This is Steve, our Arctic Nature Guide, from @theempirelogistics, looking at what would become one of my favorite lines of the trip.
But the trip hadn't truly started yet. Base camp was far, far away, and we still had nearly 3 weeks in the Arctic.
#SFTVsvalbard
1w

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brodyleven The places that skiing can take you... Pyramiden, Svalbard.
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1w

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brodyleven Only a few people live in Pyramiden, the distant, abandoned Russian mining town accessed only by snowmobile in the winter and boat in the summer. Sasha is one of them.
His English is flawless.
#SFTVsvalbard
1w

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brodyleven Hours of snowmobile driving with heavy sleds and passengers put us at the end of a glacier, sitting against frozen sea ice, at dusk, staring across a fjord at Pyramiden. Well, maybe it wasn’t dusk. We couldn’t tell; we were driving in a whiteout. Our sled gang quickly drove across the thin ice covering the calm, frigid ocean, hoping it would support us on our way toward the abandoned Russian mining town. Sasha, one of ~5 inhabitants living there to support mild summer tourism, greeted us upon our arrival. The clouds parted and @chrisrubens realized that perhaps it actually was dusk. But then again, we were at 79 degrees north. So maybe it was noon. Who knows.
#SFTVsvalbard
2w

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brodyleven Random Svalbard trapper's cabin, as seen from a moving snowmobile en route to a Russian ghost town.
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2w

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brodyleven "Hm, I wonder if anyone else has ever skied this" is pretty much the only thought that could still impress me about a ski line and steal my attention from the fact that I'd just seen a POLAR BEAR. [@goalzero @discrete #gopro] 2w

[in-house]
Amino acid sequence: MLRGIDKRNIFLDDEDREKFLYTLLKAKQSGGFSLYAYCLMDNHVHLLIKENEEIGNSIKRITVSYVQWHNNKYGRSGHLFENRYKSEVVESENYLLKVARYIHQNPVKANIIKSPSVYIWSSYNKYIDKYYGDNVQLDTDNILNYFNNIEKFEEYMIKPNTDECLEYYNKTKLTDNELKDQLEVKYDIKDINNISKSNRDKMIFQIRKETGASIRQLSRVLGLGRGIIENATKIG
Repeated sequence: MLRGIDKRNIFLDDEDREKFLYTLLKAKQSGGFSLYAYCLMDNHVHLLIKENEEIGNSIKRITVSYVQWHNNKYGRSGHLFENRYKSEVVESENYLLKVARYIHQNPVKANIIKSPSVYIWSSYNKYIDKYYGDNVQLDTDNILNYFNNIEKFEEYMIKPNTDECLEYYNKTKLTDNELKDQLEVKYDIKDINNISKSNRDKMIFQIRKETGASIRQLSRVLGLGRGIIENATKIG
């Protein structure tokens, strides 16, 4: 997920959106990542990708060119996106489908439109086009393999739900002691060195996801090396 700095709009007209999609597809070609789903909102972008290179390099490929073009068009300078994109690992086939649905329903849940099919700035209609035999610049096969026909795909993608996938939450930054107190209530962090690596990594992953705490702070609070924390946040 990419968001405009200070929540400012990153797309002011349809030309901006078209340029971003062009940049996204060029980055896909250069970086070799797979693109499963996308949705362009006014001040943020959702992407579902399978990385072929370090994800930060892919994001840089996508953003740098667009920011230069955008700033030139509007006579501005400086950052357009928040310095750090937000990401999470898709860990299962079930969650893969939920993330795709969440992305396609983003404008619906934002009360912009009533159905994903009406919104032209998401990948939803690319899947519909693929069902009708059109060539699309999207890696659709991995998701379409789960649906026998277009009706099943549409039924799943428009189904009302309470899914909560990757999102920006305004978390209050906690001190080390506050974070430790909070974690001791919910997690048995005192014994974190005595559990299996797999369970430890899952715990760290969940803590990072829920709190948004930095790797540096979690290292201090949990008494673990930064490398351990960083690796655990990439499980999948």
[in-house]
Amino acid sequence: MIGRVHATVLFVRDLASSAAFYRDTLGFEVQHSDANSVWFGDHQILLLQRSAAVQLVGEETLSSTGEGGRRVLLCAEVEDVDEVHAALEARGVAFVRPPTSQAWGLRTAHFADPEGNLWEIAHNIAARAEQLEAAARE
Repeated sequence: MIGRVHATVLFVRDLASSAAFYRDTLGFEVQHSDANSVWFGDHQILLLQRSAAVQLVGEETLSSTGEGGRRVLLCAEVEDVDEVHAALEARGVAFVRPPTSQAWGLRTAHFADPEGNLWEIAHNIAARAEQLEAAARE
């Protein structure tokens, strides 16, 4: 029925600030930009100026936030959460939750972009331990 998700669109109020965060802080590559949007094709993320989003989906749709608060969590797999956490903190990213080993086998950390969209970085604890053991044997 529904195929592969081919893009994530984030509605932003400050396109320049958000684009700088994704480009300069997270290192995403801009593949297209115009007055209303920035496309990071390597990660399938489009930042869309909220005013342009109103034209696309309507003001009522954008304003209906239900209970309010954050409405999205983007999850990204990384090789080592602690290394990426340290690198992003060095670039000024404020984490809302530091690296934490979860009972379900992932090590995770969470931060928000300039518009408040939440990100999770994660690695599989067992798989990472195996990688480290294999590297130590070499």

•   katieboue You're just the coolest, Brody. 2w
  •   kyle514 Too cool Brody, on your skis from the future 2w
  •   hazelbirnbaum I want to see the picture of the polar bear! 2w
  •   adisusy Killin it(: 2w
  •   mountainniceness A long way from Lake County! Enjoy! 2w
  •   hikingdiva Was your first thought "oh cool!" or "oh shit!"? 2w
  •   theactivelife When I was in Greenland, I kept thinking the same kind of thing! Hmmm, I wonder how many, if anyone has trekked into these mountains. 1w

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brodyleven Like polar bears, snowmobiles outnumber people in Svalbard 3 to 1. There aren’t roads throughout the country, only a small network of streets in Longyearbyen. From there, people ride snowmobiles to access recreation and wilderness. With bad weather preventing us from departing to our proposed base camp location, we loaded snowmobile trailers with a couple days of supplies and started driving, quickly passing the last semblance of dwellings. We hit our first fjord of frozen sea ice, tested for strength and depth by our arctic guide, Steve, and a hatchet. The rule of thumb is a minimum of 15cm of ice is safe to cross…with thousands of pounds of gear on a sled behind the machine. While riding across the fjord, after seeing our first seal and reindeer, we spotted what appeared to be the first enticing ski lines of the trip. It was very cold, but we were in Svalbard to ski. @codytownsend, @chrisrubens, and I pulled out frozen ski boots and started to put them on. A brief polar bear interruption delayed us by a couple of hours, but we came back and started climbing with @reubenkrabbe.